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Table of Contents Teacher Resources
Find teacher approved Table of Contents educational resource ideas and activities
Learners elucidate themselves by writing up to six entries in different formats. Some formatting choices include a dictionary, encyclopedia, or atlas entry, a magazine article, a newspaper article, and a table of contents. Some structural hints are included for each of the six formats. Consider including some additional formats of your own, too!
Get your class acquainted with nonfiction textbooks with a useful scavenger hunt-like activity. After you review the purposes and locations of book titles, tables of contents, glossaries, and chapter headings, learners navigate the book and complete a worksheet documenting what they found and where. Great for back-to-school to establish effective ways to find information. Search results chart is included.
Scholars compare and contrast nonfiction and fiction text features. They define and identify nonfiction text features such as glossary, table of contents, charts, bold words, and headings. Then they read nonfiction independently to orally share the text feature they found helpful.
Explore text structure in a nonfiction guided reading lesson where readers, over a period of five days, examine the book Mount Everest. Individuals mark examples of nonfiction text structures with Post-it notes, define important vocabulary, take notes on the material, and share how a particular nonfiction text feature helped them to comprehend the text.
It's important for your readers to understand features of informational text such as index and table of contents, so give them this visual worksheet to get started. They read a brief explanation of informational text, then look at an example about pets. They read the table of contents and record pages on which different animals can be found. Then, they look at the same book's index and determine where they might find information about specific pets. They also observe that the index is in alphabetical order.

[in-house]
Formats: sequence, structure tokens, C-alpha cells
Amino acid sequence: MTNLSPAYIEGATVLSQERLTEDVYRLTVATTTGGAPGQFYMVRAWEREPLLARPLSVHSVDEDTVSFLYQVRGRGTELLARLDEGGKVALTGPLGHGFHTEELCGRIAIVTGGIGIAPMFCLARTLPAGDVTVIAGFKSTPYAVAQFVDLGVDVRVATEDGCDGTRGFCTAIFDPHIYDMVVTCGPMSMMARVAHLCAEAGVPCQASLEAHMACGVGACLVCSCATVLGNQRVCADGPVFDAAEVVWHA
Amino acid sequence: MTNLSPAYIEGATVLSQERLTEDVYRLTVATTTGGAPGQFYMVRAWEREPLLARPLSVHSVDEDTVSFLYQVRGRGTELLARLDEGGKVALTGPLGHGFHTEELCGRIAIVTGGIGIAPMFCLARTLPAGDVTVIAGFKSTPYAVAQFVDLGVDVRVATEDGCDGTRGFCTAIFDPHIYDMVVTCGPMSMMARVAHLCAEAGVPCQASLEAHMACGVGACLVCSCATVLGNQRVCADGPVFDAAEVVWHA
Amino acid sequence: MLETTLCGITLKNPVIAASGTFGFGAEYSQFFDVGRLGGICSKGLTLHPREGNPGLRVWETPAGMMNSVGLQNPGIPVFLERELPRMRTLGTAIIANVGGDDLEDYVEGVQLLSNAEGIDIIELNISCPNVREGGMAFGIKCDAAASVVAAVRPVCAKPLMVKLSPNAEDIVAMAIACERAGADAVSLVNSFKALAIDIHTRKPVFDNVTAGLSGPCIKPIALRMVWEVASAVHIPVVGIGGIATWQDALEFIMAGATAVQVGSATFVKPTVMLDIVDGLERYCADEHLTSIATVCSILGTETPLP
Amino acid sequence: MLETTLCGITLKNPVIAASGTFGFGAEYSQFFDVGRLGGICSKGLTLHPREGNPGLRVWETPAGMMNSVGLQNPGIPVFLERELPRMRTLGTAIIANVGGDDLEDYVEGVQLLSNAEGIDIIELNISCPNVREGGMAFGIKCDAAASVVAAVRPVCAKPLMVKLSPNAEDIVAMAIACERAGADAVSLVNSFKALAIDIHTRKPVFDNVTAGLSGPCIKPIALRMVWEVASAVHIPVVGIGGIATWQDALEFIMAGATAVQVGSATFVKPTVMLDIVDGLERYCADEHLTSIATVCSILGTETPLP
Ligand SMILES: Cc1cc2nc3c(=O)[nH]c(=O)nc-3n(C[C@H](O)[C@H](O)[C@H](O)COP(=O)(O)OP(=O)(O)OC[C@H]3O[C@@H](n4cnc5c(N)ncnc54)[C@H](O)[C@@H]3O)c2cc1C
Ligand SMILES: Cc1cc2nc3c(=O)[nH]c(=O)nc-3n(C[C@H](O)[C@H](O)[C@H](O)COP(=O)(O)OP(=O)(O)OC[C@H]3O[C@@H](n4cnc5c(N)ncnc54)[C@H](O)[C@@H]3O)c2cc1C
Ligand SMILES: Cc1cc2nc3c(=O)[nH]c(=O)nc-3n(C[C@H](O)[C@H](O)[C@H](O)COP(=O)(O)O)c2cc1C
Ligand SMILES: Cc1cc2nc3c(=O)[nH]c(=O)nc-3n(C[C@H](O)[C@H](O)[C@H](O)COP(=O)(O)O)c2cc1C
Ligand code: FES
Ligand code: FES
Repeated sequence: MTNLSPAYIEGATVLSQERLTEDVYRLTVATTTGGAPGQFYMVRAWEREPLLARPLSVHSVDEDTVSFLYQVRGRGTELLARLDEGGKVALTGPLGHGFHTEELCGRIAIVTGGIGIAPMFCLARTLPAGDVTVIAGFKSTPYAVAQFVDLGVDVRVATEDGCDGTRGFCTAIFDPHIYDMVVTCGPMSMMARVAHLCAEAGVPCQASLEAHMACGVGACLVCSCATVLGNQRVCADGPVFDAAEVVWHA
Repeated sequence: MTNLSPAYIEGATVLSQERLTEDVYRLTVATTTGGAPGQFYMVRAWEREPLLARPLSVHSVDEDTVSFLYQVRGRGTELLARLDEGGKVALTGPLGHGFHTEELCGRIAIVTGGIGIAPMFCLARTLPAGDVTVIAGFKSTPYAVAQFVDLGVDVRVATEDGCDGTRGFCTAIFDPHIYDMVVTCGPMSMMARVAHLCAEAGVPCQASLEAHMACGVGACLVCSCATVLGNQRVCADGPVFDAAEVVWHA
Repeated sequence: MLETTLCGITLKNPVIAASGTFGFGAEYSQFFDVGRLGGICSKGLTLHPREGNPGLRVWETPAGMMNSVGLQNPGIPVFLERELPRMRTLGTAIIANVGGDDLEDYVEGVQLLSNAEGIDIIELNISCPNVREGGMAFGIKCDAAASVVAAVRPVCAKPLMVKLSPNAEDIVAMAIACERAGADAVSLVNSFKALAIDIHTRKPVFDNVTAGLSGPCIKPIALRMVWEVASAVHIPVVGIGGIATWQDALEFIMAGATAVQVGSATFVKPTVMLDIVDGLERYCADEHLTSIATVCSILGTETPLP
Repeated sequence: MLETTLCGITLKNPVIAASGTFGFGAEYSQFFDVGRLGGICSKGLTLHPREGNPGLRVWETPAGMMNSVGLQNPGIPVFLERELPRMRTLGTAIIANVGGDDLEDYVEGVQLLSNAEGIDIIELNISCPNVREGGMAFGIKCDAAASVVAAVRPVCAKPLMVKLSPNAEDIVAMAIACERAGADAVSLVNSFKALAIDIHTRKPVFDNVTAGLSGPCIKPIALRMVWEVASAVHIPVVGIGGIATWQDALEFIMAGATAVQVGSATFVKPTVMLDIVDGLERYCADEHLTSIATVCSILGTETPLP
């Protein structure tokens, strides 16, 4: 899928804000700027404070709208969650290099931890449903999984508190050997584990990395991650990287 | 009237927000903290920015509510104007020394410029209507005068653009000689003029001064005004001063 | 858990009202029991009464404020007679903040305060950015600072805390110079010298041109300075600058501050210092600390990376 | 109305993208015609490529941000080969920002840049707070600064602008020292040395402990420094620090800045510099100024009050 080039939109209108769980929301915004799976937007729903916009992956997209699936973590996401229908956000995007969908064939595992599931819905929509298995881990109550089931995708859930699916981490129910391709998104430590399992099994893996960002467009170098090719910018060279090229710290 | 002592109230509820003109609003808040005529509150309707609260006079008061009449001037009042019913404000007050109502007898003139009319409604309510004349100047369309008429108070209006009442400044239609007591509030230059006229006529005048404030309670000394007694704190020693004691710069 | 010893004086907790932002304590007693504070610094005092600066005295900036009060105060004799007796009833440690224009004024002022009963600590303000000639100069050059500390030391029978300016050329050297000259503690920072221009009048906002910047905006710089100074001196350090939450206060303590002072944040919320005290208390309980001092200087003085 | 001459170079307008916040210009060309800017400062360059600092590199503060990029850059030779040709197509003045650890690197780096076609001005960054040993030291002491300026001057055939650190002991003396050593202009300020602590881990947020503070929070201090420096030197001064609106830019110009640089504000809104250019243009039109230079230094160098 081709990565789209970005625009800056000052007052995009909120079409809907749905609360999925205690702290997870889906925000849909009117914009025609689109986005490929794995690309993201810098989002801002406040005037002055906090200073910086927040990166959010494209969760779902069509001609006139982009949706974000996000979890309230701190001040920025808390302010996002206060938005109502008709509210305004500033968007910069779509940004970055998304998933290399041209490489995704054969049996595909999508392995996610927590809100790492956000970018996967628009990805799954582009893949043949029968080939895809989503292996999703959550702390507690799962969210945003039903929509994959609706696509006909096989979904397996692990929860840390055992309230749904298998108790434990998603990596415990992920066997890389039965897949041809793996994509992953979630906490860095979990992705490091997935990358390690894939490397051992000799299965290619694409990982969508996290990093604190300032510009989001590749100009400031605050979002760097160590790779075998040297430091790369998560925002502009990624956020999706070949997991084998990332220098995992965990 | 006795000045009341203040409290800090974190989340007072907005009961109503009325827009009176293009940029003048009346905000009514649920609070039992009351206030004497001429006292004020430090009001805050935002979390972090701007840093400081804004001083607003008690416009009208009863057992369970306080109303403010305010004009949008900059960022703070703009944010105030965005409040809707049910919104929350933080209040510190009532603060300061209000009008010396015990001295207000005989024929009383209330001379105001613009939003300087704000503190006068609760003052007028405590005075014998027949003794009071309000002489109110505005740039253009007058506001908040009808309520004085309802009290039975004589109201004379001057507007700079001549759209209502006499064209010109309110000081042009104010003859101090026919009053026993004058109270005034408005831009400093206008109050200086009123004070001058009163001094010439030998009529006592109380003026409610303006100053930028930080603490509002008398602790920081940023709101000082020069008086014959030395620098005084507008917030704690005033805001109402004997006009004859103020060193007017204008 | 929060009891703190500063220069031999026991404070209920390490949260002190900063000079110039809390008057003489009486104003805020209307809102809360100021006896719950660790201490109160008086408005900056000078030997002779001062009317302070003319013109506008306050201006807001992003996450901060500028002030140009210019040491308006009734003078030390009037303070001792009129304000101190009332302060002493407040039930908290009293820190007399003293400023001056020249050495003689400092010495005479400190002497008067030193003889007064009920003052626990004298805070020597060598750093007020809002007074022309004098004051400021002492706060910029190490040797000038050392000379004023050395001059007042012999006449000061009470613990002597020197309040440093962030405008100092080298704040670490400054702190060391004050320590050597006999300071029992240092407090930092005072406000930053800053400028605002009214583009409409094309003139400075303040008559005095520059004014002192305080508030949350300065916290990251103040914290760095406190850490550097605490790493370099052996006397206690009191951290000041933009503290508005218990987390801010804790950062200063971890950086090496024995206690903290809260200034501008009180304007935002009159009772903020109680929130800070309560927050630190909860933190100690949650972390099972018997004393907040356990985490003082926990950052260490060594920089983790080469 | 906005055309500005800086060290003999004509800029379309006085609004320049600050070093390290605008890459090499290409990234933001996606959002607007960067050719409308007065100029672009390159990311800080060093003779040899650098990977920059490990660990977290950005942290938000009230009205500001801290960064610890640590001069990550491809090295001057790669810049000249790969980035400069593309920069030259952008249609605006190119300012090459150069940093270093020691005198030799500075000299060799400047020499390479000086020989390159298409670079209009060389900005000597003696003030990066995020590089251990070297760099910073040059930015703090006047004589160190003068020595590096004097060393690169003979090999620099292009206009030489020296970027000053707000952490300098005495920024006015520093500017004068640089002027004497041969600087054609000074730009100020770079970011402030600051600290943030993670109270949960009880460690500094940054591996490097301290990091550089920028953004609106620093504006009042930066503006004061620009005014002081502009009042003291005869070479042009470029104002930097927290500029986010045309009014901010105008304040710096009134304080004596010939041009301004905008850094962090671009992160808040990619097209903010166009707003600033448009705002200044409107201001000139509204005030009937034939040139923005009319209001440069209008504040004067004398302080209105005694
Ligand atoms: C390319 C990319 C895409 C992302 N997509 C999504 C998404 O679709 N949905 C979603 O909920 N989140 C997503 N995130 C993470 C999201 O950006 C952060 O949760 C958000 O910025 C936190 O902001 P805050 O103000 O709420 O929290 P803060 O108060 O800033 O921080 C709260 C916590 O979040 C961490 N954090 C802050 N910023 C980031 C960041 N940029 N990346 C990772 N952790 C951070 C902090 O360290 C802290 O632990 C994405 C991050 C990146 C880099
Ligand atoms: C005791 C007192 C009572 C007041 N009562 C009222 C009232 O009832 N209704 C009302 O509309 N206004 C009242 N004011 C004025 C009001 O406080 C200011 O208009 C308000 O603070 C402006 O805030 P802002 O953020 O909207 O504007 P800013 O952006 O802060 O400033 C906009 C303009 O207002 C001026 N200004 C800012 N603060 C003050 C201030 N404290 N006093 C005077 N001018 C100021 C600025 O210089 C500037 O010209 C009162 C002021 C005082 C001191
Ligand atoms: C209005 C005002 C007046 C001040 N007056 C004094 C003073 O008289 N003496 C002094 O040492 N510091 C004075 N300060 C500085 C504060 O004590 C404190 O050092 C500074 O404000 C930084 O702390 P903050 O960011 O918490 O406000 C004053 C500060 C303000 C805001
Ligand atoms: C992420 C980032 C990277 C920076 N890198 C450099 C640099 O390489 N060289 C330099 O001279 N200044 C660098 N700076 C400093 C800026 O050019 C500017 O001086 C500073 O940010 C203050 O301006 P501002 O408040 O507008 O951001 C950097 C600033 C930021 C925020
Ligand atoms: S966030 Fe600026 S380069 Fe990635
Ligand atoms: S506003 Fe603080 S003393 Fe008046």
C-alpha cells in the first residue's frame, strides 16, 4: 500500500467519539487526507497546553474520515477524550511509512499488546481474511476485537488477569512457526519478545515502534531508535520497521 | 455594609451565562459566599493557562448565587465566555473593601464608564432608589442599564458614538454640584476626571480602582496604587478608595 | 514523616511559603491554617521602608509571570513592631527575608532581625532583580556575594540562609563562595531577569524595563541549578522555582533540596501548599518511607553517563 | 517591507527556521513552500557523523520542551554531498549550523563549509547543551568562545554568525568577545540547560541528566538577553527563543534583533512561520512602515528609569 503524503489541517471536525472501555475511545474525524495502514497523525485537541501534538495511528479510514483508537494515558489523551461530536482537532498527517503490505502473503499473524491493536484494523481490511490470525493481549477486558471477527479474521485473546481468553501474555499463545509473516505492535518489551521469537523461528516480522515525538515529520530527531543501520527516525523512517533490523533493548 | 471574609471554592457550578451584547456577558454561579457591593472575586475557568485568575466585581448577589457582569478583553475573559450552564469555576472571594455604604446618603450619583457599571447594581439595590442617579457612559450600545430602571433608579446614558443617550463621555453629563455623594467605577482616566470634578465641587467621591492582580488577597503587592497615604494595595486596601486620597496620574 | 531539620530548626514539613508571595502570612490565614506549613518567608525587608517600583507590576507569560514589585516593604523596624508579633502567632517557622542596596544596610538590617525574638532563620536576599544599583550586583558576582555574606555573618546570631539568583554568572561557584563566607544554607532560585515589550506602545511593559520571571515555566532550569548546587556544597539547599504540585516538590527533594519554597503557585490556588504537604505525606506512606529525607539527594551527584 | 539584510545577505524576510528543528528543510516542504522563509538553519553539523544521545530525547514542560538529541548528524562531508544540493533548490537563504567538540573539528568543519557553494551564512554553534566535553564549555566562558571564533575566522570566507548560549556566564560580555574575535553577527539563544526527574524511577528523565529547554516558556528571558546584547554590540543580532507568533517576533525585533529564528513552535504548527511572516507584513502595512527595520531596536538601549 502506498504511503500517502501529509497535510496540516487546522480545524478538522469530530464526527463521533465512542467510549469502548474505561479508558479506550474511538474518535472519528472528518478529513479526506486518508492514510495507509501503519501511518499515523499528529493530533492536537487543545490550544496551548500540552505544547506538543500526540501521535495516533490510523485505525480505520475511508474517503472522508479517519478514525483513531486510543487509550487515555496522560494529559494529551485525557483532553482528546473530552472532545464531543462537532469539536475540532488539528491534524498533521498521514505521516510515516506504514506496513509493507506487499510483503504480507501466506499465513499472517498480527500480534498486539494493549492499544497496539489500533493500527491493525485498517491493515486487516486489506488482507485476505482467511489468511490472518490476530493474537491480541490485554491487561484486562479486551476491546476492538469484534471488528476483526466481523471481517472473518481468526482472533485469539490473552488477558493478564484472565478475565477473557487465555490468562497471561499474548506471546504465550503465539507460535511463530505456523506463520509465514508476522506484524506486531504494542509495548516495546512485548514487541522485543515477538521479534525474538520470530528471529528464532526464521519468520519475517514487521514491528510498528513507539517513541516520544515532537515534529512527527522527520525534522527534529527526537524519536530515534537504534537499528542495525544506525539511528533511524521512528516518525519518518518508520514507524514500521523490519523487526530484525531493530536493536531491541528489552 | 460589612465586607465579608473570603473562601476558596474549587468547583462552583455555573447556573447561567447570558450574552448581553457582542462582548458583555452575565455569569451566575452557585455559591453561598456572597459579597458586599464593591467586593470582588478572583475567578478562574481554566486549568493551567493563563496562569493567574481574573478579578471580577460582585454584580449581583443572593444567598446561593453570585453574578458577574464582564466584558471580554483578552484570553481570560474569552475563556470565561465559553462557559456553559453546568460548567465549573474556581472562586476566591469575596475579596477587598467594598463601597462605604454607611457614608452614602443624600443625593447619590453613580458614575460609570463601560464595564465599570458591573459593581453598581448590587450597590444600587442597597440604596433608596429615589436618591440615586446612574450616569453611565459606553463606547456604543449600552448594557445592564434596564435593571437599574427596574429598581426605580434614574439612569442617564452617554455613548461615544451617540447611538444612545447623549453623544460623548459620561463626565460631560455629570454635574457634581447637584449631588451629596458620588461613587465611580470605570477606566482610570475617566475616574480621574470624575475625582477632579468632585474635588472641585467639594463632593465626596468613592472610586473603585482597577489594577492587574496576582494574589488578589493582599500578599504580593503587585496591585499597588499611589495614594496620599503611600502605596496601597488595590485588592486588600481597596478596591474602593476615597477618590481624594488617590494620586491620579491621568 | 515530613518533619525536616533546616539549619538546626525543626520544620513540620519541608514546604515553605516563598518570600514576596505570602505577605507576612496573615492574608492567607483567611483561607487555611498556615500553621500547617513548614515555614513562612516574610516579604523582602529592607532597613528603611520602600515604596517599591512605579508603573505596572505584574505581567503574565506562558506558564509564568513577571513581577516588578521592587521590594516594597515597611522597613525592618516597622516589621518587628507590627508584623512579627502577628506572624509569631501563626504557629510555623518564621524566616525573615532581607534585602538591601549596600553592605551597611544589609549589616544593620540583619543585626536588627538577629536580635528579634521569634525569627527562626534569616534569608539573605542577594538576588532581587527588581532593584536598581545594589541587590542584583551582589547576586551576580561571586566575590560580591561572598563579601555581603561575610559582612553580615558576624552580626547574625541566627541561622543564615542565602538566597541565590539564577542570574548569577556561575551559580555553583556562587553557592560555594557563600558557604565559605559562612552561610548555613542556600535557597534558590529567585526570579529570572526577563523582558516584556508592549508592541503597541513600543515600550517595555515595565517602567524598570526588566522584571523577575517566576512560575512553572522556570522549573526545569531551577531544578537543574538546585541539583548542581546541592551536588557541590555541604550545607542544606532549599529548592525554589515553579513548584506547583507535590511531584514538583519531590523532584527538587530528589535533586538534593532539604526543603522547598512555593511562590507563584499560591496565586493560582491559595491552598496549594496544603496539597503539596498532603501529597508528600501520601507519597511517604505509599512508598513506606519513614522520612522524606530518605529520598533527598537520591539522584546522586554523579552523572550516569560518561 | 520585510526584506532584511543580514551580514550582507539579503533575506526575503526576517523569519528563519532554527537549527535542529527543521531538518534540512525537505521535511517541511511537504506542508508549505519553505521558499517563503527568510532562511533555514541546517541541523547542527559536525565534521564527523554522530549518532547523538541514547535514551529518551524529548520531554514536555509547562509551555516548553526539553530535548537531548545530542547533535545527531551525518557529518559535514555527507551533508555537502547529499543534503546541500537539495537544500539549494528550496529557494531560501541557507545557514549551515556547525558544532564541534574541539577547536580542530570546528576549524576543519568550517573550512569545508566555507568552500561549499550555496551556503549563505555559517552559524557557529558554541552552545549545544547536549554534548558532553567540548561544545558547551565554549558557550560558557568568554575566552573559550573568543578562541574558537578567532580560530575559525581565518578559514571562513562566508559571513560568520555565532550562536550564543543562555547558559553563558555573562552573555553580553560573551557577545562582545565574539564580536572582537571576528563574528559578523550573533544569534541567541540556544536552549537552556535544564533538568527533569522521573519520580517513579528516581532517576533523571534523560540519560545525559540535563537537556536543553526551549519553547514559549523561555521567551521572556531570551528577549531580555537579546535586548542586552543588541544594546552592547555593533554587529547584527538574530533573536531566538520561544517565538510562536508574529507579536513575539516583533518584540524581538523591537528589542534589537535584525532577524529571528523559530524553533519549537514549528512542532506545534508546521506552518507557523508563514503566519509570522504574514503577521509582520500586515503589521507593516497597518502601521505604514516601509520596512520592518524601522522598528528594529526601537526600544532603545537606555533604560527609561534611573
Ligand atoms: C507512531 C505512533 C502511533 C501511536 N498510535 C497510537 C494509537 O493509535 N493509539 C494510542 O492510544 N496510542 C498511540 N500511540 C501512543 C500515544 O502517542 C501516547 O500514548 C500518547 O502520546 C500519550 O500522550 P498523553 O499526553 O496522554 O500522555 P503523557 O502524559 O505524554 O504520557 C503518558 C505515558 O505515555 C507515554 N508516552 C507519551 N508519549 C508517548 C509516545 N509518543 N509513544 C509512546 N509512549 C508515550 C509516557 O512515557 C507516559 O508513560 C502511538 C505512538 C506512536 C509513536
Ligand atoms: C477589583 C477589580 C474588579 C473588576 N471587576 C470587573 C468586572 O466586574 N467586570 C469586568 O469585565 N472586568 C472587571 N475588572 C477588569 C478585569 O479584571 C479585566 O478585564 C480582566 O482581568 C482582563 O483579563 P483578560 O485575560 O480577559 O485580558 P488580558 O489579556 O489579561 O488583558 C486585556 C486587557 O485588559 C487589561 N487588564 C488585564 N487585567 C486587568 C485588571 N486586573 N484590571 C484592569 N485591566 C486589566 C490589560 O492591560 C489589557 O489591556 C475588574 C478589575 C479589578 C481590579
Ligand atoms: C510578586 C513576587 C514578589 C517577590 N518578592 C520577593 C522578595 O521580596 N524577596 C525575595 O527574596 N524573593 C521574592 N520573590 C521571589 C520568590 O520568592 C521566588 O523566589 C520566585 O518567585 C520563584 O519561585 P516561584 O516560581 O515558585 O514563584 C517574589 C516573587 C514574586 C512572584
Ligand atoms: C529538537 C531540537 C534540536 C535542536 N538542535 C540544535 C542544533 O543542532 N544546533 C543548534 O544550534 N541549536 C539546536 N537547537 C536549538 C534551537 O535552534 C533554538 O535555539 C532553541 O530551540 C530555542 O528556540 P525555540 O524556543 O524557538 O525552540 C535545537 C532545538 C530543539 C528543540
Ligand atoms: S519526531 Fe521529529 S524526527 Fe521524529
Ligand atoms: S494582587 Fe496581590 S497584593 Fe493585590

Investigate rocks and non-fiction reading strategies. The class observes and sorts rocks, and then identifies non-fiction text features in Remarkable Rocks. Given strips of paper labeled with headings from the table of contents, pupils read the book independently and place the labels over corresponding text. They take notes on one book section and share what they learned with the group.
Fourth graders use two separate sources to learn about index, glossary, and table of contents usage. In this library lesson, 4th graders use two books, Learning About Weather with Graphic Organizers, and The World Almanac for Kids, to complete activities focused on using the glossary, index, and table of contents.
Make learning the parts of a book fun by having pupils construct their own glossary entries, table of contents, and title page. Beginning with a review of text features and a hunt for examples, kids use previously written fables to create a title and glossary entry that is then included in a class anthology of fables. A rubric is included.
First graders locate the table of contents in a book and develop one for their own book. In this table of contents activity, 1st graders examine a textbook to find out where the table of contents is located and what it includes. They look at a non-fiction book about tadpoles and frogs to determine how topics and pages are listed. They develop a table of contents for their "All About Me Book."